HTML5 Client-Side Image Resize

published on March 13, 2012 in technical

Not such a long time ago I started reading the Smashing Book #3 and an idea crossed my mind while enjoying Christian Heilmann's chapter on Javascript. So, I put the idea into code, and here it is.

1. Example

First, let us create an HTML5 document:

<!DOCTYPE html>
<html>
<head>
</head>
<body>
<p>Choose an image and see the magic!</p>
<br/>
<input id="choose" type="file">
<br/>
<canvas id="manipulate" width="730" height="300"></canvas>
</body>
</html>

Now, let us add the Javascript code to the page:

<script>
"use strict"

var image = function() {
    this.file_name = 'somepic.jpg';
    this.handle_images = function(element) {
        var list = element.files;
        var self = this;
        for(var i=0;i<list.length;i++) {
            var img = new Image;
            var reader = new FileReader();
            var canvas = document.getElementById("manipulate");
            var context = canvas.getContext("2d");

            context.clearRect(0, 0, canvas.width, canvas.height);
            var w = canvas.width;
            canvas.width = 1;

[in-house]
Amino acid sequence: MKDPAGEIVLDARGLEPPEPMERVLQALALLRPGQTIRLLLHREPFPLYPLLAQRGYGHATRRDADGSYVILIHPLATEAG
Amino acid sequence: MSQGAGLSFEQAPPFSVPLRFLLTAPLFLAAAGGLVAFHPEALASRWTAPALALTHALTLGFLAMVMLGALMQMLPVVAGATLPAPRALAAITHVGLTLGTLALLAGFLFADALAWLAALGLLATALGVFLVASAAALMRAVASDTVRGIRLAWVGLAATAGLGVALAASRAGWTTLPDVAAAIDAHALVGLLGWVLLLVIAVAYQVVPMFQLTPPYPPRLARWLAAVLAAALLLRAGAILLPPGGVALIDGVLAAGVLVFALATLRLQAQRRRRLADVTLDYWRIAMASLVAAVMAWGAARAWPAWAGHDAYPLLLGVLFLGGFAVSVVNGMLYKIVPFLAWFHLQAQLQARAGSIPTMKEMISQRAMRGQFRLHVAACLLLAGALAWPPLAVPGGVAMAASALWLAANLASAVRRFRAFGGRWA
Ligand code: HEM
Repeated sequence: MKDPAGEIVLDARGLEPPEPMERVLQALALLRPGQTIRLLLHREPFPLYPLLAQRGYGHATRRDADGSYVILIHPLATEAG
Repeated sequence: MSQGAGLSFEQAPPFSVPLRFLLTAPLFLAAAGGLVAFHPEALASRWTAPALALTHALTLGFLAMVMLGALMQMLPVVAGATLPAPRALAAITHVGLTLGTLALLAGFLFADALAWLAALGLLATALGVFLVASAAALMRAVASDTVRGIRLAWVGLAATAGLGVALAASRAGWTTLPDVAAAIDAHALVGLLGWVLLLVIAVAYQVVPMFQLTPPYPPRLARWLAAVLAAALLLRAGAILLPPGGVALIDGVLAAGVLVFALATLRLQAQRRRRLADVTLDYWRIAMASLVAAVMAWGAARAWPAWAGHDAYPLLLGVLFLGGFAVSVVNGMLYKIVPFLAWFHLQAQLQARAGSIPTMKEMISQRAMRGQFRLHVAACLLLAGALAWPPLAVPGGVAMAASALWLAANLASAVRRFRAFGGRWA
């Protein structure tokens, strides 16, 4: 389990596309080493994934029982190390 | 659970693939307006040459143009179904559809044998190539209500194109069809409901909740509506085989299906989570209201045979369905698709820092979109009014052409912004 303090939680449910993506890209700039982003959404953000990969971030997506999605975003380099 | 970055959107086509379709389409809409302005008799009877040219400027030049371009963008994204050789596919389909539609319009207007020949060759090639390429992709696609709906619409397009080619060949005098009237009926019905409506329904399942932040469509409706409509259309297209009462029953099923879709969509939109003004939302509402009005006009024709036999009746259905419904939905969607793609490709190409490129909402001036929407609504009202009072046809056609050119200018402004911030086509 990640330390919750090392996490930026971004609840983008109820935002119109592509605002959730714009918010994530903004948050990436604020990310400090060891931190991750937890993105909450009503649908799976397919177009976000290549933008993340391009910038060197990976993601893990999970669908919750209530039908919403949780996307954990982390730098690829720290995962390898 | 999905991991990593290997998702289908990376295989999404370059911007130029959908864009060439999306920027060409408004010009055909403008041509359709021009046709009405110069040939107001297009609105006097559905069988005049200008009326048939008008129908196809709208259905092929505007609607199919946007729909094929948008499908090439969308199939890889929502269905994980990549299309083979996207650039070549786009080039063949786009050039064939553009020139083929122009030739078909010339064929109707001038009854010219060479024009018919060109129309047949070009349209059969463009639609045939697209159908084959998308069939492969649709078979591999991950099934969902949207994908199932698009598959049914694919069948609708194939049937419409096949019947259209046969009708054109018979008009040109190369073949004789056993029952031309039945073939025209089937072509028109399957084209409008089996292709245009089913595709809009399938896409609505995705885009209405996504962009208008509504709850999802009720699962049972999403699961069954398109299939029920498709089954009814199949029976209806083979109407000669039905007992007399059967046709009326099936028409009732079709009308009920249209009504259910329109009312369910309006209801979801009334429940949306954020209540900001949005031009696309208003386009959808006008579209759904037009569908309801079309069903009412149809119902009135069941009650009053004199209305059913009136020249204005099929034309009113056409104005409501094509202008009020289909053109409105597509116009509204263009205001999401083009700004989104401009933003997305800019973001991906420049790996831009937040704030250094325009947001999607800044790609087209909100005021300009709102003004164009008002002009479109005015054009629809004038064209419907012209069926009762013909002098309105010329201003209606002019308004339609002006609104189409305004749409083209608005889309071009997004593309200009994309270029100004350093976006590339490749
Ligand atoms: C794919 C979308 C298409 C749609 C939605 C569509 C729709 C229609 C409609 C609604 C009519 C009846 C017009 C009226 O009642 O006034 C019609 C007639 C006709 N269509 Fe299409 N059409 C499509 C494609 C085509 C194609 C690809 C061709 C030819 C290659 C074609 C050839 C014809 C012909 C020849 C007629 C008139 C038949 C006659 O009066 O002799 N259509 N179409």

canvas.width = w;

            reader.onload = function(e) {
                img.src = e.target.result;
                img.onload = function() {
                    self.original_width = img.width;
                    self.original_height = img.height;

                    self.max_width = 730;
                    self.max_height = 300;

                    var new_width = img.width /
                        (self.original_height / self.max_height);
                    self.dx = (self.max_width - new_width) / 2;
                    self.dy = 0;

                    img.height = self.max_height;
                    img.width = new_width;

                    self.width = img.width;
                    self.height = img.height;

                    context.drawImage(img, self.dx, self.dy,
                        img.width, img.height);
                };
            }
            reader.readAsDataURL(list[i]);
        }
    }
}

if (!f) {
    var f = {};
}

window.onload = function() {
    f.image = new image;

    var file = document.getElementById("choose");
    file.addEventListener("change", function () {
        f.image.handle_images(file);
    }, false);

}
</script>

This code lets you chose an image, resizes it to a fixed size (you may find that in the code), then displays it in a canvas element. The most important thing here is that there is no server-side code implied in this process.

2. Possible Usages

There might be many ways of using this HTML5 greatness, but the most important I can think of is webapps, where the user might need to be able to several things client-side, without sending anything to the server. Images could even be cached in some kind of local storage.

3. Try It

I put together an example here, check it out if you wish. It works in the latest stable Google Chrome and Firefox. iOS has no support for upploading in webpages, so this does not work on Apple gadgets.